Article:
Warren Woods    Vice President and Hycroft General Manager
Michael Moran(1)    Vice President, Project Development

 

(1) 

Mr. Moran’s employment with the company ceased as of November 18, 2011.

Executive Summary

The compensation package for our NEOs is composed of the following elements:

 

Component

   Short or  Long
Term
     At Risk or
Not
    

Summary

Base Pay

     Short Term         Not at Risk       Fixed pay that is not subject to financial performance risk.

Cash Incentive Program

     Short term         At Risk       Annual cash award that is based on corporate performance, as adjusted, in the sole discretion of the Compensation Committee, and for an individual’s performance. Corporate performance metrics are defined by management in January and ratified by the Board in February of each year.
Performance Share Awards and Restricted Share Units      Long Term         At Risk       Commencing in 2009, senior executives were granted performance share awards. These awards are restricted share units which have performance-based vesting requirements. Prior to 2009, the Company granted stock options or restricted share units with time-based vesting only. Commencing in 2012, the Company will use a combination of restricted share units and performance share units.

The Company’s executive compensation program is designed to align the interests of senior management with stockholders by tying a significant portion of the NEOs’ compensation to the Company’s performance, as measured by a variety of factors during the applicable fiscal year. Both the cash incentive and the long term incentive program place focus on production performance as measured by ounces sold, cost per ounce performance, safety performance and personal goals, as well as for 2012, Total Shareholder Return was added to the long term program measurements. The modifications to 2012 programs are described in the 2012 2012 Performance-Based Annual Cash Incentive Criteria and 2012 PSU Performance Based Vesting Criteria later in this section. Under the program, the portion of cash compensation in the form of base salary guaranteed to the NEOs at the beginning of any fiscal year represents only a fraction of the total potential compensation.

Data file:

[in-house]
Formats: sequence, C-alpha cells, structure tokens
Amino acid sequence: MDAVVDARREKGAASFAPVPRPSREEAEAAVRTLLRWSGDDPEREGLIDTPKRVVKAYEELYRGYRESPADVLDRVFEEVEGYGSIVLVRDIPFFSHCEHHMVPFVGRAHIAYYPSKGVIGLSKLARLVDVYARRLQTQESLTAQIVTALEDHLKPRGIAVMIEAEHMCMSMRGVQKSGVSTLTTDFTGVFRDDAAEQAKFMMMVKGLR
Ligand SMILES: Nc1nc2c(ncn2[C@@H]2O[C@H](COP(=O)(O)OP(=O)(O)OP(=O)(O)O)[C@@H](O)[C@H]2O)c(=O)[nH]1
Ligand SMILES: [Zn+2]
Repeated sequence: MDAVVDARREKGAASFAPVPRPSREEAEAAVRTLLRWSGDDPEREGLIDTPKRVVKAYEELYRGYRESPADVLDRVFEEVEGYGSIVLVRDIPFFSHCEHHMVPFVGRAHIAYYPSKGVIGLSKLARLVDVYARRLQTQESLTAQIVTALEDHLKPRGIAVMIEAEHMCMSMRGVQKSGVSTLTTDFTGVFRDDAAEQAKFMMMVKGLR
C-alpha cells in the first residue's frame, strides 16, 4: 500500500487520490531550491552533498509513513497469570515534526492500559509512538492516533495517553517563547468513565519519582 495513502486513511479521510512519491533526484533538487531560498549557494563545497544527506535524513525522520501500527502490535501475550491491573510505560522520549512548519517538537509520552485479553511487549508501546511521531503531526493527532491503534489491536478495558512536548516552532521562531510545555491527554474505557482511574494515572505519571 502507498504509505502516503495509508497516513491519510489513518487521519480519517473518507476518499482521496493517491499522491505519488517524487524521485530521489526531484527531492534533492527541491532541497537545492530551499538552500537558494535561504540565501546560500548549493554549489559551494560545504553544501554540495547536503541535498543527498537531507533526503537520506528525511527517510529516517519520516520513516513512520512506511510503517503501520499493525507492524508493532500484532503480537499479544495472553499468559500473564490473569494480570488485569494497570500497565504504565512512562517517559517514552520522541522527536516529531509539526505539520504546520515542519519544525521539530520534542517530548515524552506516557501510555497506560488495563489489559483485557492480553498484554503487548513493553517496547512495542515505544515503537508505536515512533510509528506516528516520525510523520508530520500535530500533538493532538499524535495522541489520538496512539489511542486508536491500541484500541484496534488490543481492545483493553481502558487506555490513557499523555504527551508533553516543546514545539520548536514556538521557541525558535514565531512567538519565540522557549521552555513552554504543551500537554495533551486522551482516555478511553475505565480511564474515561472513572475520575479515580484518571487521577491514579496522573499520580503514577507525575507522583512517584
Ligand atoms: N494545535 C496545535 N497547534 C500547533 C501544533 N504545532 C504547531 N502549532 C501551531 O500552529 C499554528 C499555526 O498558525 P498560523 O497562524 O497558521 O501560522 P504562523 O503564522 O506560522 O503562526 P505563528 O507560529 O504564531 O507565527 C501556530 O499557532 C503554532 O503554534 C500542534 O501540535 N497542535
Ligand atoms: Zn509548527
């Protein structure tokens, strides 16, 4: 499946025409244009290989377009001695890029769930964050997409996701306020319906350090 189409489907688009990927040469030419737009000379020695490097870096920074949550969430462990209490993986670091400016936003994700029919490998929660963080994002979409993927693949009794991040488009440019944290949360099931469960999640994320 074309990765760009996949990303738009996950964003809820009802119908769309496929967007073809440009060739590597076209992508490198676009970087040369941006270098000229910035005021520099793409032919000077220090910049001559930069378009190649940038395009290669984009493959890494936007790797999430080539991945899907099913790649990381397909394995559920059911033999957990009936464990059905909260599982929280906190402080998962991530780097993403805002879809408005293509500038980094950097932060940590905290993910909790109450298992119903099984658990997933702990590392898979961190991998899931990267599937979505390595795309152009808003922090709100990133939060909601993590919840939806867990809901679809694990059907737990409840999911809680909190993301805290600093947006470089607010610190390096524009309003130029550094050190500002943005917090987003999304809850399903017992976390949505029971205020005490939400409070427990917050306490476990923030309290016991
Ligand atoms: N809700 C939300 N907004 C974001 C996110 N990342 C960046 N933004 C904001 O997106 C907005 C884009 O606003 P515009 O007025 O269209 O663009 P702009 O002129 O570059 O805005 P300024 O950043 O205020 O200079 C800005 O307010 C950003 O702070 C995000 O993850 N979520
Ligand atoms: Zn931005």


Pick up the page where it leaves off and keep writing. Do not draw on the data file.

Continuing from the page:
In the case of our most senior executive, Mr. Caldwell, only about 22% of the value of his target annual compensation during 2011 was assured for the year in the form of his base salary. The value of the remaining 78% of Mr. Caldwell’s target annual compensation, including performance-based annual cash incentives and performance-based restricted share units (“PSUs”) were linked directly to the Company’s performance. Although the percentages differ for the other NEOs, approximately 66% of all annual compensation awarded to the other NEOs is similarly tied to the Company’s performance.

 

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Fixed Compensation as a Percent of Total

For ANV NEOs

 

  

Cash Compensation as a Percent of Total

For ANV NEOs

LOGO    LOGO

In making decisions on performance-based compensation for fiscal year 2011, the Compensation Committee and the Board of Directors considered the Company’s financial and operational performance in the face of ongoing challenges of a recovering U.S. and global economy, and the significantly delayed arrival of two Hitachi 5500 shovels due to the earthquake and subsequent tsunami on March 11, 2011 in Japan (“Japan tsunami”). In the face of these conditions, the Compensation Committee and Board of Directors noted that the Company nonetheless experienced a 15% growth in its stock price per share, met its revised guidance for 2011 gold production with 104,002 ounces produced and 88,191 ounces sold in 2011, achieved a cost per ounce sold (net of silver credits) of $490, completed two full years without significant health, safety or environmental incidents, completed the feasibility study for the Hycroft Mill expansion as well as resource updates along with the necessary mandatory regulatory filings associated with reporting mineral reserves in Canada.